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Boat Fishing Tactics

Boat Fishing For Bream

In this Simple Fishing Guide, we explain the best tackle, tactics and bait to catch boat bream.

Size for size, and on light balanced tackle, black bream are one of our hardest fighting sea fish. Averaging about a pound but growing to well over 4 lbs they have become a cult summer fish for many sea anglers. What’s more, with warming seas they are extending their range further and further north, making them more and more available to anglers.

Black Bream on Micro Jigging Tactics


The season runs from mid April in the English Channel and Southwest to the end of November. Off the Welsh coast they appear maybe by late April but more likely in early May and stay until the first real gales of autumn in the mid September period. They also occur in the Southwest of Scotland, especially from the Mull of Galloway, but it’s normally late June or early July before they show, and they will usually be thinning by early September.

They are less common in Ireland, showing mainly from the Wexford and Waterford coast, with the season extending from May to September. Having said that, they have started to appear off the east coast of Northern Ireland and from around the Isle of Man.


They frequent shallow and deeper rocky reefs, areas where the seabed is made up of stone and boulder, also more broken ground with rock intermixed with clean sand. They also show around both inshore and deep water wrecks, the wrecks often producing the very biggest fish but not exclusively.

They will also be found working through shallow eel-grass beds, deeper water kelp beds and over heavy rough ground in deep water off coastlines made up of mainly rocky cliffs.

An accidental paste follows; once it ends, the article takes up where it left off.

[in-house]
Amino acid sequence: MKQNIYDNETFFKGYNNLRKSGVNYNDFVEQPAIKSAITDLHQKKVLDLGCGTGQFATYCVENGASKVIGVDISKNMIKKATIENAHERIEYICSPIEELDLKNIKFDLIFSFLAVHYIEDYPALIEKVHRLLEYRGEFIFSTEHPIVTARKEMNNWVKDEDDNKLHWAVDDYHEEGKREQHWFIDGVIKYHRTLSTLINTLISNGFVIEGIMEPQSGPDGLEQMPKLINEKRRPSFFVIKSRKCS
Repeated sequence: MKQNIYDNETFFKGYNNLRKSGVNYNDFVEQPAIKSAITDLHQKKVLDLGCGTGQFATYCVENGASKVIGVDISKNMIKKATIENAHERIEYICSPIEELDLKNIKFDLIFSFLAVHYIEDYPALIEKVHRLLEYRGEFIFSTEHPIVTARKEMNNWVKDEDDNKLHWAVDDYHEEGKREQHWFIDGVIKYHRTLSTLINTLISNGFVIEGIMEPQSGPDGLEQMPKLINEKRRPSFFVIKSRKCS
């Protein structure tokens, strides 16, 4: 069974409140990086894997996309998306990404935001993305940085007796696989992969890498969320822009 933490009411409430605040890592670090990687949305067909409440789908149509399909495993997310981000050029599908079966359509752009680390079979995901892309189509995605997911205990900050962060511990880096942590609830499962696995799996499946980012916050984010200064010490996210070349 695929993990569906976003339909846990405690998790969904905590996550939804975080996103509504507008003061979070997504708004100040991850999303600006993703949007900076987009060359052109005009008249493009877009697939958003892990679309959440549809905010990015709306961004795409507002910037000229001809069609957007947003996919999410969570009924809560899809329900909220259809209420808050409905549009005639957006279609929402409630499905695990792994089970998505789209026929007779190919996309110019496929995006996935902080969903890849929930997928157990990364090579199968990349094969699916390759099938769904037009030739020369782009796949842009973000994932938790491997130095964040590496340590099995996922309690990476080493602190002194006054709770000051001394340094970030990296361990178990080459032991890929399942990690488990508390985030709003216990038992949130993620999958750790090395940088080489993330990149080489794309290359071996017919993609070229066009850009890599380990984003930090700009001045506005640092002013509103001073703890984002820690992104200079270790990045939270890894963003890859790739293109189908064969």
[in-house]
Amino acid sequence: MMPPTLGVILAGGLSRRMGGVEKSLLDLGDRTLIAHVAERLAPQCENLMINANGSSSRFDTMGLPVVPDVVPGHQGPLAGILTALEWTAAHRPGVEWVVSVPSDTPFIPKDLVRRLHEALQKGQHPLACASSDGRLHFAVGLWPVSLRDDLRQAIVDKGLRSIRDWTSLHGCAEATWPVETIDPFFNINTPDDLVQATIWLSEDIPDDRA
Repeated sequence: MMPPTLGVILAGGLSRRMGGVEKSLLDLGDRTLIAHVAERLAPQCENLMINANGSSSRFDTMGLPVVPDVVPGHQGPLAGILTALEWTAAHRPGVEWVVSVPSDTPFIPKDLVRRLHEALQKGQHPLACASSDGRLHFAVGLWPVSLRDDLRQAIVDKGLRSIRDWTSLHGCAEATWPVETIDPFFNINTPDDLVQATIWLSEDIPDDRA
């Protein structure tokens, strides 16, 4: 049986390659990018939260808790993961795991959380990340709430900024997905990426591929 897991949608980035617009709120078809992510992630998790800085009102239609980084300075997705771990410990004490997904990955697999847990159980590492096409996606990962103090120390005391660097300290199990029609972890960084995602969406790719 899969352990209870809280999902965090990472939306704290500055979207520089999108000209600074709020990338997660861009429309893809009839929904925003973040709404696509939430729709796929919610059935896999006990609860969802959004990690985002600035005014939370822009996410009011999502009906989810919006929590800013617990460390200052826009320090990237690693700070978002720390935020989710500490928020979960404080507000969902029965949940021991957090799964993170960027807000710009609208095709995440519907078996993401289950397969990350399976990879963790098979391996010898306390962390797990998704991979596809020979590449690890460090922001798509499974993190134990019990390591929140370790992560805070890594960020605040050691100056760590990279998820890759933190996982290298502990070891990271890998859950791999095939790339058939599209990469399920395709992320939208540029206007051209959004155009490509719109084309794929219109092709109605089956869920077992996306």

Weather and Tides

In shallow inshore water less than 40-feet deep, they favour only settled seas amid periods of calm, light winds and high pressure weather systems. They prefer clear water, not murky water after a blow, and will happily feed even in bright daylight, but do take best on days with an overcast sky. They do not feed at night!

Over deep water and around the offshore wrecks, the sea state is less important, but they will be less in numbers after prolonged rough weather and big seas.

Black bream feed best on the flooding tide in the middle three hours when the flow is quickest. The best tides are the middle sized tides leading up to the bigger spring tides. The biggest tides of all will see shorter periods of feeding, usually in the 2nd and 4th hour of the flood. They feed much the same on the ebb with the middle hours likely to give the best fishing. Low water slack will see bites fade to next to nothing.


On the inshore, shallower water marks and when fishing areas with little tide pull, you can afford to go light. Our favourite rods in this scenario are from our sister brand HTO. The Nebula SP and Tempest Inshore rods are ideal. The Tronixpro Banzai Kayak rods are also a great option. If conditions allow, and you want some mega fun, considering using the Nebula Light Boat Jigging rod.

Rarely are lead weights more than 3 ozs needed in these conditions, especially with braided lines. Match the rods to a 3000 or 4000 HTO Nebula reel loaded with 15lb Tempest WX8 Braid and 20lb Tempest Fluorocarbon Leader twice the length of the rod.

On the deep water reefs and wrecks, again stay as light as you can, choosing either a 6-12lb Tronixpro Banzai Boat Rod or the heavier 12/20lb class. A small 6500 sized multiplier or 4000 fixed spool reel is perfect, but choose a 20lb class multiplier for the heavier outfit. Braided lines, such as the Tronixpro X8 Probraid, cut through the tide better and increase positive bite detection.

Simple 2-hook flapper rigs are successful with 12 to 18-inch hook lengths of 12 to 20lb Tronixpro Fluorocarbon. Bream have small mouths, so Tronixpro Aberdeen Hooks in sizes 4 to 2 are best, but if the bream are spooky, as they can sometimes be, especially in shallow water, dropping to a size 6 hook and smaller baits can bring more bites. Some anglers prefer wormer style hooks such as the Tronixpro Wormer or T73 Chinu Ring. On the wrecks, bigger baits on size 1/0 hooks will still take smaller fish, but are capable of landing that monster bream if it takes the bait.